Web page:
For example, let’s say the erratic employee is a Caucasian male executive who has been caught working while drunk multiple times, in violation of the company’s Alcohol and Drug Policy. He has been told to stop, but has not been otherwise disciplined or terminated. Later, an African-American male employee is found working while drunk, and is suspended for violating the Alcohol and Drug Policy. By not enforcing the Policy uniformly against all employees, the employer has just made itself a target for a race discrimination claim under Title VII of the Civil Rights Act of 1964.

Off-Duty Conduct

While on-duty behavior is particularly problematic, smart employers do not ignore off-duty behavioral problems, either. An employee's severe behavioral problems off the job indicate that he or she may be more likely to act out on the job. Even if an employee avoids acting out at work, the employee's off-duty behavior can still damage an employer's reputation, resulting in loss of business and an inability to attract or retain talented employees.

Additionally, to the extent that customers or clients seek to promote their own social agendas, they may reconsider purchase of a particular company’s products or services after learning that it has tolerated inappropriate employee behavior, especially when such behavior becomes public.

Before disciplining or terminating an employee for off-duty conduct, employers should confer with legal counsel to ensure that the discipline or termination is handled in a manner that won’t unnecessarily expose the employer to additional liability. There may be, for example, state or local laws that impact an employer’s ability to terminate an employee in certain situations. (e.g., California, which prohibits termination of employment for lawful off-duty behavior). Similarly, public sector employers have to be careful to avoid infringing employees’ Constitutional rights when disciplining them for off-duty behavior.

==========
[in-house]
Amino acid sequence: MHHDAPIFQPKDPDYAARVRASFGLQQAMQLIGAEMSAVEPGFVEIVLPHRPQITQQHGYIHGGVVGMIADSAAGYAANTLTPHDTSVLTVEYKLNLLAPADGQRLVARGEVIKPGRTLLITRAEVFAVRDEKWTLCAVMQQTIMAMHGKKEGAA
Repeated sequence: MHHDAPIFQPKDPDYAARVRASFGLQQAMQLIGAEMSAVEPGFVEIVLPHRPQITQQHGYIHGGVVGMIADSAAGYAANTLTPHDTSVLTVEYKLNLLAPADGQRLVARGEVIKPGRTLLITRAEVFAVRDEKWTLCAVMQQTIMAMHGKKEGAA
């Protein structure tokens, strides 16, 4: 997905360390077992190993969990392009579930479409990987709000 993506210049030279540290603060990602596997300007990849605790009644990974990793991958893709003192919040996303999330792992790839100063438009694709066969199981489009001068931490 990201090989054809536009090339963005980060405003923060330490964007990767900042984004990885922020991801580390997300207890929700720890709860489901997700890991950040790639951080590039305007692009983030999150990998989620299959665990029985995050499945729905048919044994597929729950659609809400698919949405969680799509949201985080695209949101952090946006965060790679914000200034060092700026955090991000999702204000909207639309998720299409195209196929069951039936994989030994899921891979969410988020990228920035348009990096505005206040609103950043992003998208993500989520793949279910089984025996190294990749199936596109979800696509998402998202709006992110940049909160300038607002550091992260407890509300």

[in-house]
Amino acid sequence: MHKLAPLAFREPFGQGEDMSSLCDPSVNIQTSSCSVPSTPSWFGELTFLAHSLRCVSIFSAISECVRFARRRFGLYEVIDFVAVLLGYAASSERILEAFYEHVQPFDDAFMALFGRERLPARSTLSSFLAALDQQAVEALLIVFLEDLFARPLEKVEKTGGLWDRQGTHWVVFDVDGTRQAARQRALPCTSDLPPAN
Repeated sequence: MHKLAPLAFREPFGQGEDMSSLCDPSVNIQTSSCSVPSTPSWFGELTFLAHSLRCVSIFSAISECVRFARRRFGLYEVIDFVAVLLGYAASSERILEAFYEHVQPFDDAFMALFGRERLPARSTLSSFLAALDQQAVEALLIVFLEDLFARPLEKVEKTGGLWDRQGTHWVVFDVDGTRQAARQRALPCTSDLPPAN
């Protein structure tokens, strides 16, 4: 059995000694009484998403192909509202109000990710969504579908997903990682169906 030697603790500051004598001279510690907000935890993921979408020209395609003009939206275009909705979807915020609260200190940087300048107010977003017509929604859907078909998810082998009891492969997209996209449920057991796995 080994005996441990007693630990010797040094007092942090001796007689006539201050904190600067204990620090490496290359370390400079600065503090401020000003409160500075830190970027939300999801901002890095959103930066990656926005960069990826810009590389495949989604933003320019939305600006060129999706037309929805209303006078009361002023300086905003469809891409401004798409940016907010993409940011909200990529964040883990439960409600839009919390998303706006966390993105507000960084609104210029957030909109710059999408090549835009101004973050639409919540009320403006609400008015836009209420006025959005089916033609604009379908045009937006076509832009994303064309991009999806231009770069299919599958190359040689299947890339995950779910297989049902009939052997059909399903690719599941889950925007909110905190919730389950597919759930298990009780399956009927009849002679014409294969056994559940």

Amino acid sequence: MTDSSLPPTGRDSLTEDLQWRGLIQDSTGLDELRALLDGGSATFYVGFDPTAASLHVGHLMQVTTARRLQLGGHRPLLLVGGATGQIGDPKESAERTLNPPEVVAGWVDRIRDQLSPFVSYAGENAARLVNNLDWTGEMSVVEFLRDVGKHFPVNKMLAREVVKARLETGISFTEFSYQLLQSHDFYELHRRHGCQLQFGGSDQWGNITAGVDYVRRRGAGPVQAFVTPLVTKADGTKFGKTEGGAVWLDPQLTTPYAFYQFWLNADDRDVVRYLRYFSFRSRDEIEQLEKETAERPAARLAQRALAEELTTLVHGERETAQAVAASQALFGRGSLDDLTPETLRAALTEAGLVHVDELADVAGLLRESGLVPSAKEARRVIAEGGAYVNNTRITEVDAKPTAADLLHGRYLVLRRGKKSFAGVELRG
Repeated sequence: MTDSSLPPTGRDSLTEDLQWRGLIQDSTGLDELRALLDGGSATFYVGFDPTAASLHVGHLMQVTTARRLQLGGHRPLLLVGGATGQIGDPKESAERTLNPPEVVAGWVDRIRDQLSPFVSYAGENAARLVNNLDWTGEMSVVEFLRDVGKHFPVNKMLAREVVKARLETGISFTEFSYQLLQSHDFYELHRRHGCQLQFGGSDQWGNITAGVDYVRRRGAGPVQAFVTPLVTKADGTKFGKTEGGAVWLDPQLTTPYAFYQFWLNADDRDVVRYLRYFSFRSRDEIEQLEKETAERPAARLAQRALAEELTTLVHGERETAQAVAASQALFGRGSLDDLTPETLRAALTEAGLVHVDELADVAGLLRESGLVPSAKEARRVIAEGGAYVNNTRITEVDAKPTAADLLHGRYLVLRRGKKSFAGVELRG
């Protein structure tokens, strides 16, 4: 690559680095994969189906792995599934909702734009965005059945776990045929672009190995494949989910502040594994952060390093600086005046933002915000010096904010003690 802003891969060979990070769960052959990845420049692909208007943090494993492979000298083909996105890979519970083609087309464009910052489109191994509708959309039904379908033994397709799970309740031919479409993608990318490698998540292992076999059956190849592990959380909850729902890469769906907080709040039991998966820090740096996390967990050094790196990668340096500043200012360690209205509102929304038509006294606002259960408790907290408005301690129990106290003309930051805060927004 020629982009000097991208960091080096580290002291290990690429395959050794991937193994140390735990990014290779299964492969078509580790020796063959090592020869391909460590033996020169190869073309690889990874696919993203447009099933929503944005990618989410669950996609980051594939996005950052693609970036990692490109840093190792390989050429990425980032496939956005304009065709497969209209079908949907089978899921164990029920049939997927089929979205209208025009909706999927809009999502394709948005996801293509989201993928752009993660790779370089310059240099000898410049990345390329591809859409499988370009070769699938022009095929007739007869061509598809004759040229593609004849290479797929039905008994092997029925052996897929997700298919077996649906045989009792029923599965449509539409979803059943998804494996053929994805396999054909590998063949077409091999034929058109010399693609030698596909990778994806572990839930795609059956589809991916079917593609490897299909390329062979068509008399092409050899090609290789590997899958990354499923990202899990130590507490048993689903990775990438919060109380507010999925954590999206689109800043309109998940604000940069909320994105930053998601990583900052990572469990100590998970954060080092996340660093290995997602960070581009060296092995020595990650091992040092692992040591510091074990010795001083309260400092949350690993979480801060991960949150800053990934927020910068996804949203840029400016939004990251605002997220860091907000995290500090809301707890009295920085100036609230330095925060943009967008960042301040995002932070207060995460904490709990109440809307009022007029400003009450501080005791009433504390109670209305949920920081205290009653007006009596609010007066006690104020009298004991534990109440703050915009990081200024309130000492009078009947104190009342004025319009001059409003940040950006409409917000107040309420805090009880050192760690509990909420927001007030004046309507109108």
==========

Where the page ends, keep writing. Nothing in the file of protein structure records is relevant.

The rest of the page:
High-Performers Should Have Employment Contracts

When big egos and big money are on the line, it is best to avoid at-will employment situations. Instead, employers should ensure that rainmakers and other high-performers have employment contracts.

The best time to plan for potential problems in an employment relationship, including the potential termination of an employee, is during the hiring process. Although it may seem pessimistic to think about firing an employee who is just being hired, that’s when the iron is hottest for negotiating an employment agreement that has terms amenable to everyone.

As a general rule, employers should not allow a new highperforming employee to start working before the employment agreement has been fully executed by all parties. While many twists and turns in an employment relationship are unpredictable, employers can more easily control the ultimate outcome by negotiating a good employment contract at the outset. This includes not only carefully negotiating the terms at the outset of employment, but also enforcing those terms throughout the course of the employment relationship.

The Bottom Line

When you consider the potential for civil lawsuits, discrimination claims, fed-up coworkers, negative publicity, reputation damage, and even physical injury to employees or other third parties, the risks associated with hiring or retaining a troubled employee far outweigh the potential benefits – no matter how significant their contribution to the bottom line.